[Relique/ Relic ID # 655-5402]
Relique/ Relic ID # 655-5402
Classification: First class relic
Source: Uncovered at [undisclosed] private property domestic well site during renovations. Believed to have been anonymously removed/stolen from Sainte-Brigide de Kildare Church and buried at location where found.
Description: Said to be the incorrupt phalanges (toes) of the left foot of Saint Brigit of Kildare (c. 451–525), Irish – “miracle” healing properties include for infertility, lack of breast milk, and head injuries as well as possessing other regenerative properties.
*Please see the Specimen Gallery for correlating images of the artifact.
Biological/Forensic Inquiry: A high concentration of Disodium Tetraborate (Na2B4O7·10H2O) in the specimen indicates a prominently vegetarian diet, with little or no chemical fertilizers present, meaning the likelihood of a foraged nutritional source versus farmed. Foraging being the common practice of nomadic cultures, it is probable that this individual initially belonged to a nomadic tribe, such as the little-known Pavee, who predate Anglo-Norman settlements on Ireland and are suspected to be its aboriginal inhabitants. Resulting pathology: None. Specimen indicates optimal health.
Details: Na2B4O7 10H2O 11/12/13 | Sat. sol. 10% | D. O. C. 11/14/13 | WFH | protocell liquid suspension in polyhedron3: half dodecahedron
Comments: Officially recognised by the Vatican as a first-millennium saint, legitimized by popular acclaim versus formal canonization. St Brigit of Kildare remains one of the most venerated and mysterious icons of Irish culture, surviving the political/religious transition of Ireland from paganism to Christianity (stories of Brigid predate Christianity). Sainte-Brigide de Kildare Church, built 1878-1880 by architect Louis-Gustave Martin, was designed to serve the working class Irish community in the Faubourg à M’lasse. Faubourg à M’lasse was one of the oldest neighbourhoods in Montreal, nicknamed after both the pervasive molasses smell and legends of women collecting free molasses from barrels ‘accidentally’ dropped by crane operators from boats with large shipments for the breweries. The majority of the neighbourhood was razed in 1963 to address a declining Montreal economy: Place Radio Canada was built on the grounds of the former Faubourg à M’lasse in order to embrace new communications technologies and promote francophone television and radio programming. Sainte-Brigide de Kildare Church is designated by Héritage Montréal a “threatened emblematic site”.
Common history: Mythology surrounding Ireland’s female patron saint includes the tale of her self-inflicted corporeal disfigurement: Brigit gouged one of her own eyes out in order to avoid being forced into an unwanted marriage with a poet. This was adopted by the Christian faith as a sign of her dedication to holy service to God and thus she became Ireland’s first nun. It may be speculated that Brigit (also known as “Bride”) refused marriage as was her right within the customs of her (pre-Christian) peoples and resorted to drastic measures in resistance or to secure her own economic independence. Brigit became a landowner by performing the cunning miracle of stretching her small cloak in all the four cardinal directions over a massive parcel of choice land, thus tricking the king into giving it to her to build her convent on with her sisters. Her convent was best known for its blueberry jam production, which was sought throughout the nation. She is also known to have mixed her blood with the blood of a horse in order to produce a healing blood bath for women, to reinstate their childbearing vigour and cure their muteness. She also performed abortions on ‘fallen’ women. Symbols associated with Saint Brigit include woven crosses. St. Brigid’s Cross was chosen as the logo for RTÉ (Irish television) when it first came on the air in the 1960s.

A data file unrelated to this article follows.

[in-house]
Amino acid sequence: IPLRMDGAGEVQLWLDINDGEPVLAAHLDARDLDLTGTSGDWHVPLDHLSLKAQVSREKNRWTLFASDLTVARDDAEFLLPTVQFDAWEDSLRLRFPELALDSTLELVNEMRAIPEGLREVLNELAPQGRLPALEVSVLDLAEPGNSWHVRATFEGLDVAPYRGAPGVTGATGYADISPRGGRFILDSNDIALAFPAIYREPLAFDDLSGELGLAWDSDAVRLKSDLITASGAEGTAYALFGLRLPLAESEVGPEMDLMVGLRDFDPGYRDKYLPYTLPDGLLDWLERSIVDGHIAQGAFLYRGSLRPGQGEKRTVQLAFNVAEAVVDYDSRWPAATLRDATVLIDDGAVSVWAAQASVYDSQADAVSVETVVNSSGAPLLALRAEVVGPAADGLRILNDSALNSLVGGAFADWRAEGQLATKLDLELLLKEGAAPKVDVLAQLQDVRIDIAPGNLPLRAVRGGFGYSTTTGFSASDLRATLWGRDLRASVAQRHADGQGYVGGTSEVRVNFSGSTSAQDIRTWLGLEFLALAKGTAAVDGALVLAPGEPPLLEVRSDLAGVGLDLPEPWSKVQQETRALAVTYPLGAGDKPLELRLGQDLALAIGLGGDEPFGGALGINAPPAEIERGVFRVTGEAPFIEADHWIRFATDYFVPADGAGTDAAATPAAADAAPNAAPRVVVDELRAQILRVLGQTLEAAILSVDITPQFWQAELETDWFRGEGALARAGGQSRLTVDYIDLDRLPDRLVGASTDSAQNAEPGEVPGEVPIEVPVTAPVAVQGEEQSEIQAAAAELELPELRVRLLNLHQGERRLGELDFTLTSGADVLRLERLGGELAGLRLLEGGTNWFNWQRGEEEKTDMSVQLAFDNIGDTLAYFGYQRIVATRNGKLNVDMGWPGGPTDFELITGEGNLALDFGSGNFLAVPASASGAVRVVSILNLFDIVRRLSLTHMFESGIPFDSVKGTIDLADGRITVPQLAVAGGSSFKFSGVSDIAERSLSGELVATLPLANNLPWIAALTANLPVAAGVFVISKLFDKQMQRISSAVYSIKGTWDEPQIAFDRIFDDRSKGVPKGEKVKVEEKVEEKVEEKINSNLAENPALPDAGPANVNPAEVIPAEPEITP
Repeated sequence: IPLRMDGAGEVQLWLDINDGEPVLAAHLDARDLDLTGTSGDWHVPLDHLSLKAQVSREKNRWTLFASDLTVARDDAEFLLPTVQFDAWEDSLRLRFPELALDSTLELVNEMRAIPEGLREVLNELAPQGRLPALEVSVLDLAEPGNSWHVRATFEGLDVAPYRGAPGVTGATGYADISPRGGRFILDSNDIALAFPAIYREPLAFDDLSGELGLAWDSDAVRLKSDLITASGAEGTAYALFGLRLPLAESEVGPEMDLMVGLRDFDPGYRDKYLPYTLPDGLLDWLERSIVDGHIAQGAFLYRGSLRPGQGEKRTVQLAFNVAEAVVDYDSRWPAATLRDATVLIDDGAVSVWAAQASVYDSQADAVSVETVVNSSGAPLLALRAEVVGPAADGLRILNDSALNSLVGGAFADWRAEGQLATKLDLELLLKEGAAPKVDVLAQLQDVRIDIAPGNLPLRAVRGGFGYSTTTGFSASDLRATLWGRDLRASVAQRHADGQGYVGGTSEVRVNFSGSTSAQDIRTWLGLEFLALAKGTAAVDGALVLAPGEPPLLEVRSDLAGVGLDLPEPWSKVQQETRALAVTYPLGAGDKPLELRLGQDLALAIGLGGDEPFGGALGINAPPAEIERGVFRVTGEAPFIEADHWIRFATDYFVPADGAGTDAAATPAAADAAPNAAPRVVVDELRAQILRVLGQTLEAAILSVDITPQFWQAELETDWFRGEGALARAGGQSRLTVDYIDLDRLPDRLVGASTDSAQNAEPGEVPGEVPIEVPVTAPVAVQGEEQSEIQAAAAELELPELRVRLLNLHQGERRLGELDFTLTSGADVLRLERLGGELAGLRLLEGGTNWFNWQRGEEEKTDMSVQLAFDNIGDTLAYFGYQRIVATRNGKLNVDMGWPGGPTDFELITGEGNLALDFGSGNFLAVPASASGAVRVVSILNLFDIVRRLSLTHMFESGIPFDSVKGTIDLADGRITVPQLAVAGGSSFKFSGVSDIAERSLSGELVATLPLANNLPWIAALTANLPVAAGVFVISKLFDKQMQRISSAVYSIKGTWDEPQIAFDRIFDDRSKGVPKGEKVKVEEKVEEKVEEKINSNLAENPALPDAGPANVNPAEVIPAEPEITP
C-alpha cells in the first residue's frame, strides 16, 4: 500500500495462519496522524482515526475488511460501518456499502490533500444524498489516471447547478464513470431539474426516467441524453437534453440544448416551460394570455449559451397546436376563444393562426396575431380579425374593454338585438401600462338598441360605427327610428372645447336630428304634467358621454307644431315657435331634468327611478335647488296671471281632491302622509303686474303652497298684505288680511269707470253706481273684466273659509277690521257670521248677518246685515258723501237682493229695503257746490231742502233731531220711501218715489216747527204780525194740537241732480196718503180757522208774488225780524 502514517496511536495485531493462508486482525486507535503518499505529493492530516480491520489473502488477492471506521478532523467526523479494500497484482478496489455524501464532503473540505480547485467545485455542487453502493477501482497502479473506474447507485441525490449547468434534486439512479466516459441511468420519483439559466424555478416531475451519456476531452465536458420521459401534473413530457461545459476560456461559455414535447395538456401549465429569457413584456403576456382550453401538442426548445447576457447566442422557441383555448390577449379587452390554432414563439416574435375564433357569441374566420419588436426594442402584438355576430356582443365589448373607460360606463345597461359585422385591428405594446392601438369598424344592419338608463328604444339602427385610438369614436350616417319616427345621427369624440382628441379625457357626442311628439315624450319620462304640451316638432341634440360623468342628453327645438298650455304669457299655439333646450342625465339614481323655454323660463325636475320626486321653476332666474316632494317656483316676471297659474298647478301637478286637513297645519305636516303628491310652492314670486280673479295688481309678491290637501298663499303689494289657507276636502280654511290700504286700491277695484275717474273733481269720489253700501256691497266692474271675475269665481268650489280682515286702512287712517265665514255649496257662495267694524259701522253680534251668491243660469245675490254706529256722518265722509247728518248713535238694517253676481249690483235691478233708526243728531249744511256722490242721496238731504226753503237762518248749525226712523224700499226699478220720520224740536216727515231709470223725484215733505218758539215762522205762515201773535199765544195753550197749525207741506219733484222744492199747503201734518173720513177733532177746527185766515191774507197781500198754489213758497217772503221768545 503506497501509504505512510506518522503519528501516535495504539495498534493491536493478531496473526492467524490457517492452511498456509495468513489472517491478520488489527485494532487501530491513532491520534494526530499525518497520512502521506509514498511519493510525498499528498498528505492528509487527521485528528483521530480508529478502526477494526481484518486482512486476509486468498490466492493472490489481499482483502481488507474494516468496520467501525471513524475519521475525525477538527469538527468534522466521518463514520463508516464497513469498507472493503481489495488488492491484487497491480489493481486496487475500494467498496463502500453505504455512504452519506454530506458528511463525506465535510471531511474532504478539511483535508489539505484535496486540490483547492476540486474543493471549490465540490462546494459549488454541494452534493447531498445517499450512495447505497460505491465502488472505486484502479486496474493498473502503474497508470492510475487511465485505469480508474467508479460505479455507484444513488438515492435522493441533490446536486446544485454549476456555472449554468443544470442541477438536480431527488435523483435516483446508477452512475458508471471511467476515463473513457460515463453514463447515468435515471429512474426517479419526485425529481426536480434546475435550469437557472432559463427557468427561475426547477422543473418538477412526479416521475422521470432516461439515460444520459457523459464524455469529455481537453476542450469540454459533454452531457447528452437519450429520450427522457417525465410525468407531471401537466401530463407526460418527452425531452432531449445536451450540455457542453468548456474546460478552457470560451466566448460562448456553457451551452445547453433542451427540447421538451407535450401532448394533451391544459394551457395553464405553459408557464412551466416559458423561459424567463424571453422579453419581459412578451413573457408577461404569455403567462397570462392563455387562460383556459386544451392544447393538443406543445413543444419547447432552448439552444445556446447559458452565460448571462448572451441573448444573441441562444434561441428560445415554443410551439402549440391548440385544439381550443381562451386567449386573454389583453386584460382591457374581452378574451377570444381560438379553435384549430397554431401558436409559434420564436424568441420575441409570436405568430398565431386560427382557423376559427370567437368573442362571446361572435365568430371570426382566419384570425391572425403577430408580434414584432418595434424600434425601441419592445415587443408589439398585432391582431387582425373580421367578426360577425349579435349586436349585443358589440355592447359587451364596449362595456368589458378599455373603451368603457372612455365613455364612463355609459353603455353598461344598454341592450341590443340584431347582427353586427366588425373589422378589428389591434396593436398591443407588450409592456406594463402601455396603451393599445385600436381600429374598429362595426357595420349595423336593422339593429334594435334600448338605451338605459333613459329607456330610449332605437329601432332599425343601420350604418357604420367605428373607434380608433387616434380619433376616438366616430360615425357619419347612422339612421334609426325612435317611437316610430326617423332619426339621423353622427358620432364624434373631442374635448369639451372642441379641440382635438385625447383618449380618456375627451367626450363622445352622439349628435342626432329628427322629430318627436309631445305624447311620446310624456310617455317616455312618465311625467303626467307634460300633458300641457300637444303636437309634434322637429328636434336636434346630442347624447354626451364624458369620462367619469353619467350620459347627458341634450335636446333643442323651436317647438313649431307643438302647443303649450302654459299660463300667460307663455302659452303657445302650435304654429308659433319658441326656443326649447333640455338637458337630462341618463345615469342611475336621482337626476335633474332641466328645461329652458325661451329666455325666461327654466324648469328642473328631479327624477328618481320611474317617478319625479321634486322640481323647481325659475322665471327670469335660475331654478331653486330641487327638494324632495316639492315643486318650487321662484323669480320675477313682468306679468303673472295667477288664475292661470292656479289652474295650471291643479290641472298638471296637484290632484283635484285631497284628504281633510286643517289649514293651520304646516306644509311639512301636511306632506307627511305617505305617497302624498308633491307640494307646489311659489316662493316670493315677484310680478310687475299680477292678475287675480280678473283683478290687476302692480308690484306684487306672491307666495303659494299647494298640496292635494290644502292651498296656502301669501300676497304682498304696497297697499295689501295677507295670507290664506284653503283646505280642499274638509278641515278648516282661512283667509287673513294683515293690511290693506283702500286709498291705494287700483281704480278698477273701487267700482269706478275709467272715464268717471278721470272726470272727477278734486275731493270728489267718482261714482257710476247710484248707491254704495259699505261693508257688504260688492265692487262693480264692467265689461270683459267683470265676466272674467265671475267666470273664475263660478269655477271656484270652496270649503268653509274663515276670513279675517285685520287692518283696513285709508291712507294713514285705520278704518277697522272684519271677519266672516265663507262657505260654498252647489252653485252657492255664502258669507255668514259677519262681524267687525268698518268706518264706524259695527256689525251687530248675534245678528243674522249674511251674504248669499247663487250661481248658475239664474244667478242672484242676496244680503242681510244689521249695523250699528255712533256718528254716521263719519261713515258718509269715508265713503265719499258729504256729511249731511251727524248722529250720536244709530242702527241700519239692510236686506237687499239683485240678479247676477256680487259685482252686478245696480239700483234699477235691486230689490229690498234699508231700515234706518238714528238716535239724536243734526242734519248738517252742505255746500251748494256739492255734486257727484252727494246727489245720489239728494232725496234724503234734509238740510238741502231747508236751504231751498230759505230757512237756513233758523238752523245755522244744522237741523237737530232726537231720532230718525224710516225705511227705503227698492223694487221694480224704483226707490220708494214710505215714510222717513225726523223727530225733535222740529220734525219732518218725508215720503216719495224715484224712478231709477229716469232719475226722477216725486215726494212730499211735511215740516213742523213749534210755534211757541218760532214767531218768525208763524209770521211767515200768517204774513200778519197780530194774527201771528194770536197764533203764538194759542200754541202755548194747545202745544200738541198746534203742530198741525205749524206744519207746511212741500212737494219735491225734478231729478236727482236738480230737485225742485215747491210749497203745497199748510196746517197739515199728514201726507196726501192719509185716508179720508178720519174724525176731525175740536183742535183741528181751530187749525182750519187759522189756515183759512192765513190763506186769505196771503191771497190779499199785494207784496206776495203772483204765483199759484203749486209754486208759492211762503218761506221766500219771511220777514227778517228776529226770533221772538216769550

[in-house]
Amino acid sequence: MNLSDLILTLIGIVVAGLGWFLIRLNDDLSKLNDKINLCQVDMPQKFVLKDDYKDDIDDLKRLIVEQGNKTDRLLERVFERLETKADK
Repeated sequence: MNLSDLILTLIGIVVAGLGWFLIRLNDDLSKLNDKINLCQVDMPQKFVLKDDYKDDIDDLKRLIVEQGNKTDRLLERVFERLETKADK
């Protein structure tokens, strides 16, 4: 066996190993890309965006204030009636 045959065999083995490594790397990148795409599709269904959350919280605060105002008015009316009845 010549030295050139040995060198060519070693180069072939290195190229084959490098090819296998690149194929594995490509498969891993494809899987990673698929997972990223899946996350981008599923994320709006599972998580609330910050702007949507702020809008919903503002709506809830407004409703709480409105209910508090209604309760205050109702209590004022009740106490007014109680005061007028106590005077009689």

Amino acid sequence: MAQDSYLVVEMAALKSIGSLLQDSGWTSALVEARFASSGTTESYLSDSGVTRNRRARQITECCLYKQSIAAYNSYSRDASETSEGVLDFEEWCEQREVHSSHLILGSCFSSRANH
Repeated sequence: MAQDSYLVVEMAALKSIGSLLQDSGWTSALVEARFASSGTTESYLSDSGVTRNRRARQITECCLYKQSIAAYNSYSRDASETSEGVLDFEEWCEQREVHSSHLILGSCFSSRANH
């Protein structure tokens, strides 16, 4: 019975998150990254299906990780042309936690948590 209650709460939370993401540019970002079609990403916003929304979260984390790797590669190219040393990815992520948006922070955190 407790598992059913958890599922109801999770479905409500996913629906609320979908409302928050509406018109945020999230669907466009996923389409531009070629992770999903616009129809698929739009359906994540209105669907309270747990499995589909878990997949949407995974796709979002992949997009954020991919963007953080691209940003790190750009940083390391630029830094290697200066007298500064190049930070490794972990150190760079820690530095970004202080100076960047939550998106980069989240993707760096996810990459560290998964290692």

Conclusions: Biological sampling of the phalanges shows favourable health, pointing to the relative youth of the owner. The size of the mummified specimen shows a shoe size of approximately 7 (US), unusually large for a human female of the 5th and 6th centuries. This fact attests to the following: either the lack of legitimacy of the actual relic or an extraordinarily tall and powerful 5th-6th c. young woman. Further scientific (DNA) testing, which is outside the scope of this research, could verify the actual age of the specimen.
Provincial political and corporate interest have prevented the relic from being reinterred. The relic, believed to have originated from the collection at Sainte-Brigide de Kildare Church, appears to not have been reported missing, and incomplete records due to flooding in the basement archives of the church leave no conclusive traces of the relic as church property, through anecdotal evidence does exist. The architectural and historical value of the church has recently been under considerable scrutiny, following the sale of the building and property for development purposes, the plans of which preserve only a few fragments of the original building. Actual legitimacy of the specimen notwithstanding, a religious altar devoid of the presence of a relic bears far less claim to cultural importance than those with. Activism by Héritage Montréal is aimed towards safeguarding the heritage identity of the metropolis and its neighbourhoods through preservation of this historical site.
Scientific implications of the relic specimen: TBD
OBJECT MISSING. Last seen: 45°30’30.6″N 73°33’12.6″W on April 9, 2014.